The Furious Flower, the nation’s first academic center for Black poetry, founded in 1994 by Joanne Gabbin, distinguished scholar and professor at James Madison University, where the center is housed, “is committed to ensuring the visibility, inclusion and critical consideration of Black poets in American letters, as well as in the whole range of educational curricula” (www.jmu.edu). Its name is taken from a line in Pulitzer Prize winning poet’s Gwendolyn Brooks’ 1968 “The Second Sermon on the Warpland” in which she writes: The time / cracks into furious flower. Lifts its face / all unashamed. And sways in wicked grace. Gwendolyn Brooks was the center’s 1994 honoree; Nikki Giovanni was its 2019’s, of which I was a participant.
When completing the application to participate in The Furious Flower’s 2019 The Living Truth: The Life and Work of Nikki Giovanni week-long seminar for K-12 teachers and professors, I was asked (and asked again on the first day of participants’ roundtable discussion) particularly what about Nikki Giovanni’s poetry interests me so much that I wanted to study her works—in the midst of her physical company and instruction. And I, unabashedly admitted, I am not so enthralled with Giovanni’s poetry as I am with her delivered speech—and like her written word, she has delivered 50 x 50 x 50 x 50 speeches, and I want to read and study them—along with her essays, which carries the rhythm of her oratory. A few days later, I caught Nikki Giovanni (who insisted I call her Nikki) and Virginia eating their lunch, and I swooped in and privately shared my interest with them, about which they both agreed collecting Giovanni’s speeches for study and critical analysis a great idea. “But, there’s one problem,” Nikki said. “My archives are closed to the public until I die.” “Got damn it,” I said (and I’m pretty sure I said “got damn it” cause, well, I was talking w/Nikki, and she curses).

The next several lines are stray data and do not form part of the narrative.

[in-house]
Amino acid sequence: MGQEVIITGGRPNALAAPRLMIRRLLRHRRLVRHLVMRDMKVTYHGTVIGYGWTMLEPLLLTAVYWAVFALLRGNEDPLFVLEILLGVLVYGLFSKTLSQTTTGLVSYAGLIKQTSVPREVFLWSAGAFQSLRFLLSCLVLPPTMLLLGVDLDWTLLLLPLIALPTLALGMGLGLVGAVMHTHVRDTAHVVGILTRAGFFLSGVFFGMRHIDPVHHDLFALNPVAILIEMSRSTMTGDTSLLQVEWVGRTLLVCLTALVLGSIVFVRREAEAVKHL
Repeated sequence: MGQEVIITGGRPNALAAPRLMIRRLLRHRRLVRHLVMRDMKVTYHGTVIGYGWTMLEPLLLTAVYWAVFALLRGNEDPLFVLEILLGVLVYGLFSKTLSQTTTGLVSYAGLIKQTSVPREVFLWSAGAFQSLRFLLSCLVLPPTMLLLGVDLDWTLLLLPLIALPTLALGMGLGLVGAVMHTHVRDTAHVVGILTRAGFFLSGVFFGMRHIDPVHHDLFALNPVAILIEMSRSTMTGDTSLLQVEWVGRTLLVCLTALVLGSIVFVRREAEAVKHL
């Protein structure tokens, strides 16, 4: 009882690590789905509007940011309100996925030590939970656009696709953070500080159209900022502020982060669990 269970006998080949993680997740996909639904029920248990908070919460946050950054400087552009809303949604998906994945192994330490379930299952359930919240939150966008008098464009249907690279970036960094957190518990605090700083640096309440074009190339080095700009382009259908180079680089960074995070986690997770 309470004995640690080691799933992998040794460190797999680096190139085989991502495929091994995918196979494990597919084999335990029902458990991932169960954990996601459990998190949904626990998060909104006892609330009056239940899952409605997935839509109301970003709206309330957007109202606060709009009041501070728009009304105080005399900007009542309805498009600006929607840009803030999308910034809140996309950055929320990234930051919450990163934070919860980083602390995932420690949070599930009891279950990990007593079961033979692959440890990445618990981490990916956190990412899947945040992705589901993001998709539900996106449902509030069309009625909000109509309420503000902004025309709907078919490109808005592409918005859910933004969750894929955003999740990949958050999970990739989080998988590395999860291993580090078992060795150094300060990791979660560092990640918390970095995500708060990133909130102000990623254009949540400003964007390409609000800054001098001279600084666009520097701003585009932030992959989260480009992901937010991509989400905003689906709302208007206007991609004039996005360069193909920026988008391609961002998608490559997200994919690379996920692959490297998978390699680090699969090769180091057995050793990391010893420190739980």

(Continue reading here.)